First-quarter GDP rises at a 3.2 percent rate driven by consumer spending
The U.S. economy grew at a 3.2 percent rate in the first quarter of this year, roughly in line with estimates.
The number, released this morning, is the government's first estimate of U.S. gross domestic product in the first three months of the year. A revised number, based on deeper data, will be released in coming weeks. The government will take two more iterations on the data.
GDP was driven by consumer spending in the first quarter, which was up 3.6 percent, the biggest jump since the first quarter of 2007.
U.S. GDP in the first quarter took a significant step back from the previous quarter, which was expected. In the fourth quarter of 2009, GDP expanded at a rate of 5.6 percent, but that was something of a one-time sugar-surge to the economy as a result of businesses rebuilding their inventory.
During the Great Recession, businesses slashed their inventory -- or what they keep on their shelves -- in order to reduce their costs. But businesses, sensing a recovery, began to build up their inventories in the fourth quarter of last year. That meant more orders to manufacturers to make more goods, and that sent GDP soaring.
But those inventory rebuilds are largely complete, and now the U.S. economy -- which is 70 percent based on consumer spending -- must lure people into stores to buy things.
Spending in the first quarter at the state and local level was down 3.8 percent, which highlights a continuing area of worry for the U.S. economy. Everyone knows how bad things are in California, which some have described as our Greece. But hundreds of state and local governments across the nation similarly are in deep financial trouble.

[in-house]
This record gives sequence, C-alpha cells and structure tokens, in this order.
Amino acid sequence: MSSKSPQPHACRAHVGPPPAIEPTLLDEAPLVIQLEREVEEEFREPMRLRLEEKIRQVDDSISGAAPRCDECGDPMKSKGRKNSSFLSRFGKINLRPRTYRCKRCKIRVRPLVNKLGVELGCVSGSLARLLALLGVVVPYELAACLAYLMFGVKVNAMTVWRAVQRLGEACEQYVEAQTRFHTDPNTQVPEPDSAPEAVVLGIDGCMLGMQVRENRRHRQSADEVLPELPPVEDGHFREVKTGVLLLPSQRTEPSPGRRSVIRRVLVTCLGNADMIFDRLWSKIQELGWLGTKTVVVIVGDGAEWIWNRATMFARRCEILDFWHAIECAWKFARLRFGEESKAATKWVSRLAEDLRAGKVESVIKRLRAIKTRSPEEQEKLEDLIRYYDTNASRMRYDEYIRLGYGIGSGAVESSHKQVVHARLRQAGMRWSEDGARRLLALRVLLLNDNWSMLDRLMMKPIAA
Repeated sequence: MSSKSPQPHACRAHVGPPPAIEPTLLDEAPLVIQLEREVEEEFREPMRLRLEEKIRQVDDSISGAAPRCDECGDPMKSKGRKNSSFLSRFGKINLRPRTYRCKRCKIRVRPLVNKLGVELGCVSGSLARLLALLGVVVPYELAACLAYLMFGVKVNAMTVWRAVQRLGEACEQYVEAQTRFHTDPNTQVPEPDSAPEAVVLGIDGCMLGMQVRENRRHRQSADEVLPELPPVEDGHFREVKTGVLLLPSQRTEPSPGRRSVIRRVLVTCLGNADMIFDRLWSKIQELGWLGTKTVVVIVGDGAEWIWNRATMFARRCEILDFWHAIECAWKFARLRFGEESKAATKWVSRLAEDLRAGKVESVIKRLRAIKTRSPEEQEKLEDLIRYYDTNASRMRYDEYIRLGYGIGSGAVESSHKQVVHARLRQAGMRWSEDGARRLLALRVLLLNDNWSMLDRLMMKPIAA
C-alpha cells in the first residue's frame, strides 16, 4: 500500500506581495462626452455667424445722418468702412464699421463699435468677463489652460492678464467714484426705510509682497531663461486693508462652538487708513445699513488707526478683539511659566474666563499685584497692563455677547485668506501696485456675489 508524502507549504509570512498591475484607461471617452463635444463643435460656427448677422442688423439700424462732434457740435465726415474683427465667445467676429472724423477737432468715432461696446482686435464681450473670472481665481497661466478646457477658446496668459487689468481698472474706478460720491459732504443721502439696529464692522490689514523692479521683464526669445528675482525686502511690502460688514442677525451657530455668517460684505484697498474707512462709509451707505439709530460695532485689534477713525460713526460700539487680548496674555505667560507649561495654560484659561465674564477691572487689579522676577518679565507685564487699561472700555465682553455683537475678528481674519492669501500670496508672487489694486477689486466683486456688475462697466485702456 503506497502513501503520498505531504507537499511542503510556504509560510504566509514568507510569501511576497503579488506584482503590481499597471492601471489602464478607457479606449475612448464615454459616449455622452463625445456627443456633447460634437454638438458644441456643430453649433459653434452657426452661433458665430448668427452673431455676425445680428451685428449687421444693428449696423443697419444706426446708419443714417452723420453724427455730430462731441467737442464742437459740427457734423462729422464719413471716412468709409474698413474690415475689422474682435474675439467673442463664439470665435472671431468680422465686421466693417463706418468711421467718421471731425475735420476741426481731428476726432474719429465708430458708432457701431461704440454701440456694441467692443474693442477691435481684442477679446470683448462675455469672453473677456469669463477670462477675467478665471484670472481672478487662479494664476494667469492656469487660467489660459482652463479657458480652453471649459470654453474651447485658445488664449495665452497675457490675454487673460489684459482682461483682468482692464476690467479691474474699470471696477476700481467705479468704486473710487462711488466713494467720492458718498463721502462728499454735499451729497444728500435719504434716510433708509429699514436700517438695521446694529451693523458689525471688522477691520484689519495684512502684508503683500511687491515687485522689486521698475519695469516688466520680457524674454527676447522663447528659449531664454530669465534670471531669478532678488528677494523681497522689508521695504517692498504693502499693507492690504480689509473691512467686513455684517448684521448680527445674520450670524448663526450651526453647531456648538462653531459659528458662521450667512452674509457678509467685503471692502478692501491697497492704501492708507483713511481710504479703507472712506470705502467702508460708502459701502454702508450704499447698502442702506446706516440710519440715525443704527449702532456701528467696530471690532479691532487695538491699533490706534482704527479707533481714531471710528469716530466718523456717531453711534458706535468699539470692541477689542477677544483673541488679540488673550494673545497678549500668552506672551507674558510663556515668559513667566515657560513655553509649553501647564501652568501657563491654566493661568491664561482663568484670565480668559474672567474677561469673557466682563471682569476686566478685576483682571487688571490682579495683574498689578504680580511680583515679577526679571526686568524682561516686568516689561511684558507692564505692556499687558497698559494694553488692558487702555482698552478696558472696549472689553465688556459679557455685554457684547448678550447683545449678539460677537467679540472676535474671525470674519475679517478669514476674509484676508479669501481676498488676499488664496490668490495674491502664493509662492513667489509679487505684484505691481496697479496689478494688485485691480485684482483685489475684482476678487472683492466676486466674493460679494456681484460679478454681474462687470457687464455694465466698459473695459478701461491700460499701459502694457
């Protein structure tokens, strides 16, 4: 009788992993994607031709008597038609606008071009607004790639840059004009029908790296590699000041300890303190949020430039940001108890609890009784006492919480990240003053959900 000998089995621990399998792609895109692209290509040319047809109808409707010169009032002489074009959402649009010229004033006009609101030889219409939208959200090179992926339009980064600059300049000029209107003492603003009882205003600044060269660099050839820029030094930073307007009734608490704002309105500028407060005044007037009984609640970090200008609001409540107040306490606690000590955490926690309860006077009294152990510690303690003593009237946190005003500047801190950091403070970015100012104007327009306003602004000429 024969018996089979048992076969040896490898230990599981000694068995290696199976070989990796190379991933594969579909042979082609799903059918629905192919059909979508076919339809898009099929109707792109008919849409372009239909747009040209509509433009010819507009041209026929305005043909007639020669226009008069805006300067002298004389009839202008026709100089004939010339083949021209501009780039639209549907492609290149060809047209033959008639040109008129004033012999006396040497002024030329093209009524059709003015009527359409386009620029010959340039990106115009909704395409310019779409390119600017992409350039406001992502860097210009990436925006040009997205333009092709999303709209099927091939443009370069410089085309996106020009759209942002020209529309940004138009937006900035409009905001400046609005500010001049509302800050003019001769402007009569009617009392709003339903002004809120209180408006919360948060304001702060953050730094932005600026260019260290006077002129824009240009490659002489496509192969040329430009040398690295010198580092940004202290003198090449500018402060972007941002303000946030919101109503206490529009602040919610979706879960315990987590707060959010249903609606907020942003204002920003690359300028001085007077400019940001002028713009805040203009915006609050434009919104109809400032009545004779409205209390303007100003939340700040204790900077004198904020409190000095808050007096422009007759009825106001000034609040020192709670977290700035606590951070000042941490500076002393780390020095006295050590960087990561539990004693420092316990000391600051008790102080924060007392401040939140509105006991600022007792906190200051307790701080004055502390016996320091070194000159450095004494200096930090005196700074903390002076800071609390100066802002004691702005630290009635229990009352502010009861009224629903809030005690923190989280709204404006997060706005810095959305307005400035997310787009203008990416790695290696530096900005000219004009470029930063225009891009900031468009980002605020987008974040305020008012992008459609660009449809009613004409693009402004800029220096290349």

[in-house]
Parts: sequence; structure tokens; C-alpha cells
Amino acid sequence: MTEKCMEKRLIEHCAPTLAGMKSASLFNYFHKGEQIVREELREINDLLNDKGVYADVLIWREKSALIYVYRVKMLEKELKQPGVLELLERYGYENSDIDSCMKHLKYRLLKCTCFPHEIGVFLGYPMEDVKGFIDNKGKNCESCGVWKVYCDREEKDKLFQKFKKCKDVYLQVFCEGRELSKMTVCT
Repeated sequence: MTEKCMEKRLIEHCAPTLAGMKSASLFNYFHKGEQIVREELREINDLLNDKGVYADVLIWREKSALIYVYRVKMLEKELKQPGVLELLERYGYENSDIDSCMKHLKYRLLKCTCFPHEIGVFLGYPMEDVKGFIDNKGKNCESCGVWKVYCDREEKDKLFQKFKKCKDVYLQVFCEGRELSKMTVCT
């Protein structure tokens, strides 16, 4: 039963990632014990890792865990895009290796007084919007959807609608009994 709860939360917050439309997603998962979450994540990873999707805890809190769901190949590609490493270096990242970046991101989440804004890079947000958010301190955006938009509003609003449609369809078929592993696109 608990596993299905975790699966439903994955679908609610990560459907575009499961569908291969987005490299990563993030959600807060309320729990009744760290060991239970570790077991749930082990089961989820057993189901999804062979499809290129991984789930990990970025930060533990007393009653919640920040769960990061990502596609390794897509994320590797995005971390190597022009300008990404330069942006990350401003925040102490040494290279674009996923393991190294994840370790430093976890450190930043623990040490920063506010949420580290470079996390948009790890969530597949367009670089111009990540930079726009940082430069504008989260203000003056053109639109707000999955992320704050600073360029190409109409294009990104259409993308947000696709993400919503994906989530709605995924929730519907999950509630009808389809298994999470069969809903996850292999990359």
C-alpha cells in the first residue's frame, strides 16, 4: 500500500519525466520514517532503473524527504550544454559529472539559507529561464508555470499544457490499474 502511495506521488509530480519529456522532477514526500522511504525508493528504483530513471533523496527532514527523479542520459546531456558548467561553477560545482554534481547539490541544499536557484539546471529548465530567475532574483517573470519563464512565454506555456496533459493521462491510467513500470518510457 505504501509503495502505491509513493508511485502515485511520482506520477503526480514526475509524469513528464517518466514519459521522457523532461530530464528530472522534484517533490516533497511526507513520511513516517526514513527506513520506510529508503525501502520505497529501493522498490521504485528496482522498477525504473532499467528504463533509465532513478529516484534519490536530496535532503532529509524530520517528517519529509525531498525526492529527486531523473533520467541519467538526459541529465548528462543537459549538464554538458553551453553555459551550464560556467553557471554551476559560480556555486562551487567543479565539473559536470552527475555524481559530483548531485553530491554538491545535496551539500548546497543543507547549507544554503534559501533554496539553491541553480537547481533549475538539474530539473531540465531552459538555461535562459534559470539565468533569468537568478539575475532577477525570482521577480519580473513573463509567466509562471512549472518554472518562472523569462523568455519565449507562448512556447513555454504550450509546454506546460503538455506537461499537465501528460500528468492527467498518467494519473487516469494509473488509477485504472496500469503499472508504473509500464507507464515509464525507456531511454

In healthy times, the U.S. economy grows at about a 5 percent annual clip, so the current number is still well below that. But it could be worse. We could be in Europe. Economists there were forecasting, at best, a 1 percent annual bump in GDP this year. And that was before the Greek debt crisis, which now appears to be spreading to other countries on the Continent and will doubtless affect GDP.
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April 30, 2010; 9:00 AM ET
| Tags: Business, Consumer spending, GDP, Good, Government, Gross domestic product, Inventory, United States, United States Economy, europe, greece debt crisis, greek debt
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